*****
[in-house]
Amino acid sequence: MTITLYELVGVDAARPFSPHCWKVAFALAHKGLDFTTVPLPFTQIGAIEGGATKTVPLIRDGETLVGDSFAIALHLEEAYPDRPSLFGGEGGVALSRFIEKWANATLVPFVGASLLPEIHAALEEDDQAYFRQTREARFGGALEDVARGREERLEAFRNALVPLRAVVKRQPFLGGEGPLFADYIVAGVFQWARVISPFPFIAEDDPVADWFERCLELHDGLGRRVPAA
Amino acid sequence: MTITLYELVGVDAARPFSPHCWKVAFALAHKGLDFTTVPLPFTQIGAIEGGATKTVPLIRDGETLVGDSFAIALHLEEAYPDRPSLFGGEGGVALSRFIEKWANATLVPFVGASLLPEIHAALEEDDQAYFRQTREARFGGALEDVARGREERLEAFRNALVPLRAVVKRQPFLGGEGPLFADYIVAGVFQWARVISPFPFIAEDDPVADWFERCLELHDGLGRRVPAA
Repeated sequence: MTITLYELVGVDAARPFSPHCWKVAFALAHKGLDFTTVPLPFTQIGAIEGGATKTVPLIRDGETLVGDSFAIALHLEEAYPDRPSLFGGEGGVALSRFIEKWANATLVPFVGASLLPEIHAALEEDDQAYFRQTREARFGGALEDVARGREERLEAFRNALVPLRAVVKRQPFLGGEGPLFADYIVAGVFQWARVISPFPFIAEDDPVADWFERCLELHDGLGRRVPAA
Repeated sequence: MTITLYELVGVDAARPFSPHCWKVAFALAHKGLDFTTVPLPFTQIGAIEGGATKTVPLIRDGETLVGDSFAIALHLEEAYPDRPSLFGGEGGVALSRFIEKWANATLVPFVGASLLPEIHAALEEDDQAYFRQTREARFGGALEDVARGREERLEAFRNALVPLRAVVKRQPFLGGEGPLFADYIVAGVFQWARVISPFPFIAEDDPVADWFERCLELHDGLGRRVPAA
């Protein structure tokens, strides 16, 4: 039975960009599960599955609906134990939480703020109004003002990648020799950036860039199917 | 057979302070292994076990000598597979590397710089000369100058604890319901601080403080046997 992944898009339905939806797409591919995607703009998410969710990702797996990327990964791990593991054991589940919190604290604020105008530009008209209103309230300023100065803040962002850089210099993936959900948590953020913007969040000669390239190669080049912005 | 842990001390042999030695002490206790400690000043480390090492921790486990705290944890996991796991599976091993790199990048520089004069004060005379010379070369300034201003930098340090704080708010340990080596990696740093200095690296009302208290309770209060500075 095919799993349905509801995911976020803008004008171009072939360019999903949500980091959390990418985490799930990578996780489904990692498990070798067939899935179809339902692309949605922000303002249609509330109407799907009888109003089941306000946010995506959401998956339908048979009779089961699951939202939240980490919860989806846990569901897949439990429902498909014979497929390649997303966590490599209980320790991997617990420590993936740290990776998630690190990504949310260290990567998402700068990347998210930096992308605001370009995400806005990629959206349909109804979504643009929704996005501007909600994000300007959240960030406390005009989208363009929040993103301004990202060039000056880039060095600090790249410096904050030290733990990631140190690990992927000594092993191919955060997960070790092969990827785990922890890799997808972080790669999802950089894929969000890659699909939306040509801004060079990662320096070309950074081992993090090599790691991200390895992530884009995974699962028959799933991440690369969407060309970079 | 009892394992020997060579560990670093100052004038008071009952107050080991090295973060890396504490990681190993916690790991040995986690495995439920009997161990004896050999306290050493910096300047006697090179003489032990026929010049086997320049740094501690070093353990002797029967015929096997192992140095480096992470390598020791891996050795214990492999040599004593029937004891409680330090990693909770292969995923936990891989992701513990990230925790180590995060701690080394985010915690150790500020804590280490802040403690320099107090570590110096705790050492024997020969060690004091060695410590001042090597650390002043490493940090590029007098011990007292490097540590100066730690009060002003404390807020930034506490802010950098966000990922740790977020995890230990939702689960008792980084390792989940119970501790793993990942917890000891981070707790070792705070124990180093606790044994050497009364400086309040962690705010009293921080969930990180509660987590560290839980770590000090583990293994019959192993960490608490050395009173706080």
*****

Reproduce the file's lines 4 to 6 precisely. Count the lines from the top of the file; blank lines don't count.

Repeated sequence: MTITLYELVGVDAARPFSPHCWKVAFALAHKGLDFTTVPLPFTQIGAIEGGATKTVPLIRDGETLVGDSFAIALHLEEAYPDRPSLFGGEGGVALSRFIEKWANATLVPFVGASLLPEIHAALEEDDQAYFRQTREARFGGALEDVARGREERLEAFRNALVPLRAVVKRQPFLGGEGPLFADYIVAGVFQWARVISPFPFIAEDDPVADWFERCLELHDGLGRRVPAA
Repeated sequence: MTITLYELVGVDAARPFSPHCWKVAFALAHKGLDFTTVPLPFTQIGAIEGGATKTVPLIRDGETLVGDSFAIALHLEEAYPDRPSLFGGEGGVALSRFIEKWANATLVPFVGASLLPEIHAALEEDDQAYFRQTREARFGGALEDVARGREERLEAFRNALVPLRAVVKRQPFLGGEGPLFADYIVAGVFQWARVISPFPFIAEDDPVADWFERCLELHDGLGRRVPAA
């Protein structure tokens, strides 16, 4: 039975960009599960599955609906134990939480703020109004003002990648020799950036860039199917 | 057979302070292994076990000598597979590397710089000369100058604890319901601080403080046997 992944898009339905939806797409591919995607703009998410969710990702797996990327990964791990593991054991589940919190604290604020105008530009008209209103309230300023100065803040962002850089210099993936959900948590953020913007969040000669390239190669080049912005 | 842990001390042999030695002490206790400690000043480390090492921790486990705290944890996991796991599976091993790199990048520089004069004060005379010379070369300034201003930098340090704080708010340990080596990696740093200095690296009302208290309770209060500075 095919799993349905509801995911976020803008004008171009072939360019999903949500980091959390990418985490799930990578996780489904990692498990070798067939899935179809339902692309949605922000303002249609509330109407799907009888109003089941306000946010995506959401998956339908048979009779089961699951939202939240980490919860989806846990569901897949439990429902498909014979497929390649997303966590490599209980320790991997617990420590993936740290990776998630690190990504949310260290990567998402700068990347998210930096992308605001370009995400806005990629959206349909109804979504643009929704996005501007909600994000300007959240960030406390005009989208363009929040993103301004990202060039000056880039060095600090790249410096904050030290733990990631140190690990992927000594092993191919955060997960070790092969990827785990922890890799997808972080790669999802950089894929969000890659699909939306040509801004060079990662320096070309950074081992993090090599790691991200390895992530884009995974699962028959799933991440690369969407060309970079 | 009892394992020997060579560990670093100052004038008071009952107050080991090295973060890396504490990681190993916690790991040995986690495995439920009997161990004896050999306290050493910096300047006697090179003489032990026929010049086997320049740094501690070093353990002797029967015929096997192992140095480096992470390598020791891996050795214990492999040599004593029937004891409680330090990693909770292969995923936990891989992701513990990230925790180590995060701690080394985010915690150790500020804590280490802040403690320099107090570590110096705790050492024997020969060690004091060695410590001042090597650390002043490493940090590029007098011990007292490097540590100066730690009060002003404390807020930034506490802010950098966000990922740790977020995890230990939702689960008792980084390792989940119970501790793993990942917890000891981070707790070792705070124990180093606790044994050497009364400086309040962690705010009293921080969930990180509660987590560290839980770590000090583990293994019959192993960490608490050395009173706080």